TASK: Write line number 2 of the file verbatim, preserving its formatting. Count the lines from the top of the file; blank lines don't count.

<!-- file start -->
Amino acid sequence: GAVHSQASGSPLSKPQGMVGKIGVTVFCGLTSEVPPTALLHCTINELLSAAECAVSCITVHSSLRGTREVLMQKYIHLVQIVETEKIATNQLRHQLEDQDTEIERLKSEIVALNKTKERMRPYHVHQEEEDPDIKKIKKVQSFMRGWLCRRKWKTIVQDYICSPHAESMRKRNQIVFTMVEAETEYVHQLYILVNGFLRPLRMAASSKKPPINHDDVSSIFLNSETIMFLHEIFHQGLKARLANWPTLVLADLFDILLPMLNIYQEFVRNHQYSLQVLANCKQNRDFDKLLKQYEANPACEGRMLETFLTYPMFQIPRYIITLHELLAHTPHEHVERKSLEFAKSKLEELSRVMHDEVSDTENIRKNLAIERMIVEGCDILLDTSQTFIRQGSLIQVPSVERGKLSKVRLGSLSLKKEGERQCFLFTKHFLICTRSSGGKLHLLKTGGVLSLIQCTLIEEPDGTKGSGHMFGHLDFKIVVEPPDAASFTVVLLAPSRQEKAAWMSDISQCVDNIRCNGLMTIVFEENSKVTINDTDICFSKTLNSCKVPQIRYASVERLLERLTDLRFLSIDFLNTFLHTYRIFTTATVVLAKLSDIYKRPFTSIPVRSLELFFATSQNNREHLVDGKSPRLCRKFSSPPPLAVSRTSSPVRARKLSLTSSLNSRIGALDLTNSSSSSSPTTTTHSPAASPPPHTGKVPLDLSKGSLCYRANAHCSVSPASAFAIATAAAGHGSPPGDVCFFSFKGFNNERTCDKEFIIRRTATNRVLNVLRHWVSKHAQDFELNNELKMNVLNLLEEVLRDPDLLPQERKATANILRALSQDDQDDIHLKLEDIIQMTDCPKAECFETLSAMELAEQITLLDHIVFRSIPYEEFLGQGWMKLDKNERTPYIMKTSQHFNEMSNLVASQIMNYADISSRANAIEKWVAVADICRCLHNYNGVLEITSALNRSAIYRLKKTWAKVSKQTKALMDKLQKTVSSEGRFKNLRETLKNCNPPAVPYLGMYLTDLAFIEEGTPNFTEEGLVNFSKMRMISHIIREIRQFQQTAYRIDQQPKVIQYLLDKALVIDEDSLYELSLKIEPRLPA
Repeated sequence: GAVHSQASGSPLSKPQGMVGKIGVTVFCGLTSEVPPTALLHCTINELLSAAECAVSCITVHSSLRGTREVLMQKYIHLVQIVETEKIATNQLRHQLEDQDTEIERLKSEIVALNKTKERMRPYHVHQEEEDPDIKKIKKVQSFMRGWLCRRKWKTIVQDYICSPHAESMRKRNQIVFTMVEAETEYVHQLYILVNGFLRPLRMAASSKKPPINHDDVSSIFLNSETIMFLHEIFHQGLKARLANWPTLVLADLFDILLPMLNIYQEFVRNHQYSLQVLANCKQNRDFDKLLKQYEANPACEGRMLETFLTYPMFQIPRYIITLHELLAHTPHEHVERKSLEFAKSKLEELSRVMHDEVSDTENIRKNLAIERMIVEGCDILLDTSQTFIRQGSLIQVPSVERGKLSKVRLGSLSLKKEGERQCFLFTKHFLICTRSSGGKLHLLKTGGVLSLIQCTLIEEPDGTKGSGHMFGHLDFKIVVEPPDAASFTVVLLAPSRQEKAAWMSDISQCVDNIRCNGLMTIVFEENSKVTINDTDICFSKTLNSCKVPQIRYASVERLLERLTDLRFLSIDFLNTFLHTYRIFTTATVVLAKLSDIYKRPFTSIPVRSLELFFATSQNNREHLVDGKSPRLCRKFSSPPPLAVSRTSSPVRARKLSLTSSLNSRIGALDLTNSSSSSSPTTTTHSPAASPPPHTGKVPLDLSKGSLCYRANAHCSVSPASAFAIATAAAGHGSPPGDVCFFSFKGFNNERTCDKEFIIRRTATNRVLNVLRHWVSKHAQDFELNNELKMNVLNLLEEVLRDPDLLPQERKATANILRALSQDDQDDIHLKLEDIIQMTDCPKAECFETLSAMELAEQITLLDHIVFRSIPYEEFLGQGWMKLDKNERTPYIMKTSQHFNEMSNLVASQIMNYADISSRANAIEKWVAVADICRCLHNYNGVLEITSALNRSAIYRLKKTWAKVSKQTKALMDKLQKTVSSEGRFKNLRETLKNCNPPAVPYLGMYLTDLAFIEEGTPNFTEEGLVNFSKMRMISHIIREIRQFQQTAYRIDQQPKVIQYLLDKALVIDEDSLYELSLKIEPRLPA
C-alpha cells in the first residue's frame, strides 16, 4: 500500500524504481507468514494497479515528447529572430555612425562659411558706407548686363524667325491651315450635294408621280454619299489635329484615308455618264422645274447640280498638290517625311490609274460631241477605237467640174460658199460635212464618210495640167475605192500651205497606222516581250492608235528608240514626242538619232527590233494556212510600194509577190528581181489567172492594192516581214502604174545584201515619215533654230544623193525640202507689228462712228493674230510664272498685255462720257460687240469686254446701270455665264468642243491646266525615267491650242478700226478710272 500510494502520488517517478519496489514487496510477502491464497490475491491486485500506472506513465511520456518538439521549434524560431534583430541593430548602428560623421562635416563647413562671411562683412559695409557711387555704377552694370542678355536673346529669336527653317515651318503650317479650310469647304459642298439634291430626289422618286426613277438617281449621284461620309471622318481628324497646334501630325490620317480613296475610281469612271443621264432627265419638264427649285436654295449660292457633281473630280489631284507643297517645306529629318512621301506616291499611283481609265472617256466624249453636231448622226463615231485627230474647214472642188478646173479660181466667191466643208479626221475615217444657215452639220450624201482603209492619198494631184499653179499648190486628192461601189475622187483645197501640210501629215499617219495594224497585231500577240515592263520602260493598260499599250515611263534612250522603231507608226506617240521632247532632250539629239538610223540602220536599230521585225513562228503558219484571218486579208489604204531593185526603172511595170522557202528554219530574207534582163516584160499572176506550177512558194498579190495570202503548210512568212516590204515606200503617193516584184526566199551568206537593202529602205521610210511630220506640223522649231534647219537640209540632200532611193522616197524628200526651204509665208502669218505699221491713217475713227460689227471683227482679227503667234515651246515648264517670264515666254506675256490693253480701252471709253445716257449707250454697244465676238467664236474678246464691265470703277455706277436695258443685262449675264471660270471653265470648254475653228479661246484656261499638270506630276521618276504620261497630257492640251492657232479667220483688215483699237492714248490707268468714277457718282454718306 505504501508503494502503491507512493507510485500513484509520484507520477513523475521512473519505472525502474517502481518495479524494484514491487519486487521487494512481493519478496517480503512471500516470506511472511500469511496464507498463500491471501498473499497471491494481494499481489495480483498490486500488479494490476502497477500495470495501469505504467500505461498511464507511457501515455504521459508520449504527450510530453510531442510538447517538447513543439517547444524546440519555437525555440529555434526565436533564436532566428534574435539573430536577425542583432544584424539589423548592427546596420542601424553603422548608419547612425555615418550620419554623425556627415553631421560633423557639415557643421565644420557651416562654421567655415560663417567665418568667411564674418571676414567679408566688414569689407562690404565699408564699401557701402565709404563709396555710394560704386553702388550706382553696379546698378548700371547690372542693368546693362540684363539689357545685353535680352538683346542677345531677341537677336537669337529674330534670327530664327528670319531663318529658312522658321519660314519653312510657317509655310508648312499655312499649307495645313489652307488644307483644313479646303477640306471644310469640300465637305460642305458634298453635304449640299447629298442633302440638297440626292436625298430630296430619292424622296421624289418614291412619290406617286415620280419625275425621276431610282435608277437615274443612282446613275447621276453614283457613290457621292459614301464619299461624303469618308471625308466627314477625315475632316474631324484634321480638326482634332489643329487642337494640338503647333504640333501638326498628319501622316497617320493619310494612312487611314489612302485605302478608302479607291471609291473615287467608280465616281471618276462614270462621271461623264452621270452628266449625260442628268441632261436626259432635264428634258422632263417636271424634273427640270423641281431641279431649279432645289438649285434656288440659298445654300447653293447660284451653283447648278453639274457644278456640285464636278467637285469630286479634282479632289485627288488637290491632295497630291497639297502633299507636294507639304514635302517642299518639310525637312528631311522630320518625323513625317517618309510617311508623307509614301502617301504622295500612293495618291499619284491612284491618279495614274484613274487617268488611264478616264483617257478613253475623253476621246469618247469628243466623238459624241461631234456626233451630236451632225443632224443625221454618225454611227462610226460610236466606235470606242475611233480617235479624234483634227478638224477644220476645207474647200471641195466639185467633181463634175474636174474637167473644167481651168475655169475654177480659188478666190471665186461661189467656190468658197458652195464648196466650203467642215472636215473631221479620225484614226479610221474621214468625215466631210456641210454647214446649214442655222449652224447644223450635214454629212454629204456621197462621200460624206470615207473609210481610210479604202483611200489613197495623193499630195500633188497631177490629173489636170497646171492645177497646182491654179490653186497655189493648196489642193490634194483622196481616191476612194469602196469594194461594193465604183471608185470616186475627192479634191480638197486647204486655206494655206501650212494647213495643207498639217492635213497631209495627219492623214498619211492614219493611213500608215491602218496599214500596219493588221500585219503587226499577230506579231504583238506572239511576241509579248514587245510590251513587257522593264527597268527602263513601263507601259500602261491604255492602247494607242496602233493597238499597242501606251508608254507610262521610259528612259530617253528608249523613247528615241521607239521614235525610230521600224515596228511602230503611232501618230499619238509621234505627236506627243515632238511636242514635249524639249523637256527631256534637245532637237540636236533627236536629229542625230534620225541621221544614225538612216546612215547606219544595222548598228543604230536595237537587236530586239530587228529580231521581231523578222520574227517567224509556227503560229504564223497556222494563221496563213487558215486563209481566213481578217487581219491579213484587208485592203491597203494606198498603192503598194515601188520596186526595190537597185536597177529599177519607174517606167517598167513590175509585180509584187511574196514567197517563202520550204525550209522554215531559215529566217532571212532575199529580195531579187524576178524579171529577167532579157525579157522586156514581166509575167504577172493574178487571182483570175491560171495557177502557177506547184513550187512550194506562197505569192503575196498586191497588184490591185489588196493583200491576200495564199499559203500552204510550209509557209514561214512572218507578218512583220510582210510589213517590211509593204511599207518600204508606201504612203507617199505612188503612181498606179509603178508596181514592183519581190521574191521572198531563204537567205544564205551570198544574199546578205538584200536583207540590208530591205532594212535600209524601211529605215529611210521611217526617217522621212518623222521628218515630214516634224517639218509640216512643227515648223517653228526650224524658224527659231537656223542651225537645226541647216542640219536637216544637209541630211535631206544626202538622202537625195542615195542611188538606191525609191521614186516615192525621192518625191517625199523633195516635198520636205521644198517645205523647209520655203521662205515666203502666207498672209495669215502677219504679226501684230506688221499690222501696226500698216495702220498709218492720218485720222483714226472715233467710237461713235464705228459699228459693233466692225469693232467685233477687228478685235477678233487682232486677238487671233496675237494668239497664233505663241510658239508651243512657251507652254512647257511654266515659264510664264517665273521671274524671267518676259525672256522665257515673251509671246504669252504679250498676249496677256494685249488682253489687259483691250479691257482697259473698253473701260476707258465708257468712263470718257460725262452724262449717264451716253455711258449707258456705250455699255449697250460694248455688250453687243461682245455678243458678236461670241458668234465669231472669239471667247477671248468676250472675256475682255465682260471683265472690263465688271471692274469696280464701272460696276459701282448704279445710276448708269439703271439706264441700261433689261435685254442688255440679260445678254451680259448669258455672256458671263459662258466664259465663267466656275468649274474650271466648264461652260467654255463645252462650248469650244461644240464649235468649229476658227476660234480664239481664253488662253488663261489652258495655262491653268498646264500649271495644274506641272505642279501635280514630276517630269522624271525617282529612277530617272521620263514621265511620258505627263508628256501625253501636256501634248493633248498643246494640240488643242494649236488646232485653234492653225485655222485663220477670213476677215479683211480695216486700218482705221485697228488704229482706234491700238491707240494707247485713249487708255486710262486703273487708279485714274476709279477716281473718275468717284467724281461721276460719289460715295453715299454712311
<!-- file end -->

Repeated sequence: GAVHSQASGSPLSKPQGMVGKIGVTVFCGLTSEVPPTALLHCTINELLSAAECAVSCITVHSSLRGTREVLMQKYIHLVQIVETEKIATNQLRHQLEDQDTEIERLKSEIVALNKTKERMRPYHVHQEEEDPDIKKIKKVQSFMRGWLCRRKWKTIVQDYICSPHAESMRKRNQIVFTMVEAETEYVHQLYILVNGFLRPLRMAASSKKPPINHDDVSSIFLNSETIMFLHEIFHQGLKARLANWPTLVLADLFDILLPMLNIYQEFVRNHQYSLQVLANCKQNRDFDKLLKQYEANPACEGRMLETFLTYPMFQIPRYIITLHELLAHTPHEHVERKSLEFAKSKLEELSRVMHDEVSDTENIRKNLAIERMIVEGCDILLDTSQTFIRQGSLIQVPSVERGKLSKVRLGSLSLKKEGERQCFLFTKHFLICTRSSGGKLHLLKTGGVLSLIQCTLIEEPDGTKGSGHMFGHLDFKIVVEPPDAASFTVVLLAPSRQEKAAWMSDISQCVDNIRCNGLMTIVFEENSKVTINDTDICFSKTLNSCKVPQIRYASVERLLERLTDLRFLSIDFLNTFLHTYRIFTTATVVLAKLSDIYKRPFTSIPVRSLELFFATSQNNREHLVDGKSPRLCRKFSSPPPLAVSRTSSPVRARKLSLTSSLNSRIGALDLTNSSSSSSPTTTTHSPAASPPPHTGKVPLDLSKGSLCYRANAHCSVSPASAFAIATAAAGHGSPPGDVCFFSFKGFNNERTCDKEFIIRRTATNRVLNVLRHWVSKHAQDFELNNELKMNVLNLLEEVLRDPDLLPQERKATANILRALSQDDQDDIHLKLEDIIQMTDCPKAECFETLSAMELAEQITLLDHIVFRSIPYEEFLGQGWMKLDKNERTPYIMKTSQHFNEMSNLVASQIMNYADISSRANAIEKWVAVADICRCLHNYNGVLEITSALNRSAIYRLKKTWAKVSKQTKALMDKLQKTVSSEGRFKNLRETLKNCNPPAVPYLGMYLTDLAFIEEGTPNFTEEGLVNFSKMRMISHIIREIRQFQQTAYRIDQQPKVIQYLLDKALVIDEDSLYELSLKIEPRLPA